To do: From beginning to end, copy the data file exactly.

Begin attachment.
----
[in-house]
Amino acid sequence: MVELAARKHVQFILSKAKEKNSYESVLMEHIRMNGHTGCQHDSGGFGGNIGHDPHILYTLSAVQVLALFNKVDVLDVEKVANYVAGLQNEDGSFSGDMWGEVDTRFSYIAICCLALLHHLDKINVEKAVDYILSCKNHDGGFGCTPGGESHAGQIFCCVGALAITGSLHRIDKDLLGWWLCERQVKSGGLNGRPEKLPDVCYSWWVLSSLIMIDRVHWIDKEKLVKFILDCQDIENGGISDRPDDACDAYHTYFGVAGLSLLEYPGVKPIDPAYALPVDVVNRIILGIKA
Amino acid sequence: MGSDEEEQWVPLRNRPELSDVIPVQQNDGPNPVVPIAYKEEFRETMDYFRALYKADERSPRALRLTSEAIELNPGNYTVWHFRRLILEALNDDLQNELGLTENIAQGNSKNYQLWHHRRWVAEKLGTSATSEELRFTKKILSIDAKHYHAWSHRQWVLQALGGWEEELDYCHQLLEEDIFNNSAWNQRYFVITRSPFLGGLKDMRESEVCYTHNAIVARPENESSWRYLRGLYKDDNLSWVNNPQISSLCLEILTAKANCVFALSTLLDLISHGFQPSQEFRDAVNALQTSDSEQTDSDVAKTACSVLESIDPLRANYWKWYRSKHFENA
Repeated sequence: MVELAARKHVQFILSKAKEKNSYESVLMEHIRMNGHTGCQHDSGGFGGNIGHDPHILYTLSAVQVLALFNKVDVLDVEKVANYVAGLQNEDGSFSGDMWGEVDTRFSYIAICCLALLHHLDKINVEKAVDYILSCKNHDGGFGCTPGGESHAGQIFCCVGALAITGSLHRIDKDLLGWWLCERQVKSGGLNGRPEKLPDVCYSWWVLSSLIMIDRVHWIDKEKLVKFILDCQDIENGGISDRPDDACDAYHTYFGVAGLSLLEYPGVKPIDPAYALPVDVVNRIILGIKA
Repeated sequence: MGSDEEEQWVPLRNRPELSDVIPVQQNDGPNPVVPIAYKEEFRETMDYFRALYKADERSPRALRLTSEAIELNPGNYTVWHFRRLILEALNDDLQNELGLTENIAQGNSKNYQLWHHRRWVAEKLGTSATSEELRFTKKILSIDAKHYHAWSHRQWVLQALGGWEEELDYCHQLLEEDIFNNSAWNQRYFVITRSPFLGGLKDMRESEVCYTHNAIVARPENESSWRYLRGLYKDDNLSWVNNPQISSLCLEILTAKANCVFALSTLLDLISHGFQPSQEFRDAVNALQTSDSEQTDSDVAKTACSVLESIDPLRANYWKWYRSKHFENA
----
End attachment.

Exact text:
[in-house]
Amino acid sequence: MVELAARKHVQFILSKAKEKNSYESVLMEHIRMNGHTGCQHDSGGFGGNIGHDPHILYTLSAVQVLALFNKVDVLDVEKVANYVAGLQNEDGSFSGDMWGEVDTRFSYIAICCLALLHHLDKINVEKAVDYILSCKNHDGGFGCTPGGESHAGQIFCCVGALAITGSLHRIDKDLLGWWLCERQVKSGGLNGRPEKLPDVCYSWWVLSSLIMIDRVHWIDKEKLVKFILDCQDIENGGISDRPDDACDAYHTYFGVAGLSLLEYPGVKPIDPAYALPVDVVNRIILGIKA
Amino acid sequence: MGSDEEEQWVPLRNRPELSDVIPVQQNDGPNPVVPIAYKEEFRETMDYFRALYKADERSPRALRLTSEAIELNPGNYTVWHFRRLILEALNDDLQNELGLTENIAQGNSKNYQLWHHRRWVAEKLGTSATSEELRFTKKILSIDAKHYHAWSHRQWVLQALGGWEEELDYCHQLLEEDIFNNSAWNQRYFVITRSPFLGGLKDMRESEVCYTHNAIVARPENESSWRYLRGLYKDDNLSWVNNPQISSLCLEILTAKANCVFALSTLLDLISHGFQPSQEFRDAVNALQTSDSEQTDSDVAKTACSVLESIDPLRANYWKWYRSKHFENA
Repeated sequence: MVELAARKHVQFILSKAKEKNSYESVLMEHIRMNGHTGCQHDSGGFGGNIGHDPHILYTLSAVQVLALFNKVDVLDVEKVANYVAGLQNEDGSFSGDMWGEVDTRFSYIAICCLALLHHLDKINVEKAVDYILSCKNHDGGFGCTPGGESHAGQIFCCVGALAITGSLHRIDKDLLGWWLCERQVKSGGLNGRPEKLPDVCYSWWVLSSLIMIDRVHWIDKEKLVKFILDCQDIENGGISDRPDDACDAYHTYFGVAGLSLLEYPGVKPIDPAYALPVDVVNRIILGIKA
Repeated sequence: MGSDEEEQWVPLRNRPELSDVIPVQQNDGPNPVVPIAYKEEFRETMDYFRALYKADERSPRALRLTSEAIELNPGNYTVWHFRRLILEALNDDLQNELGLTENIAQGNSKNYQLWHHRRWVAEKLGTSATSEELRFTKKILSIDAKHYHAWSHRQWVLQALGGWEEELDYCHQLLEEDIFNNSAWNQRYFVITRSPFLGGLKDMRESEVCYTHNAIVARPENESSWRYLRGLYKDDNLSWVNNPQISSLCLEILTAKANCVFALSTLLDLISHGFQPSQEFRDAVNALQTSDSEQTDSDVAKTACSVLESIDPLRANYWKWYRSKHFENA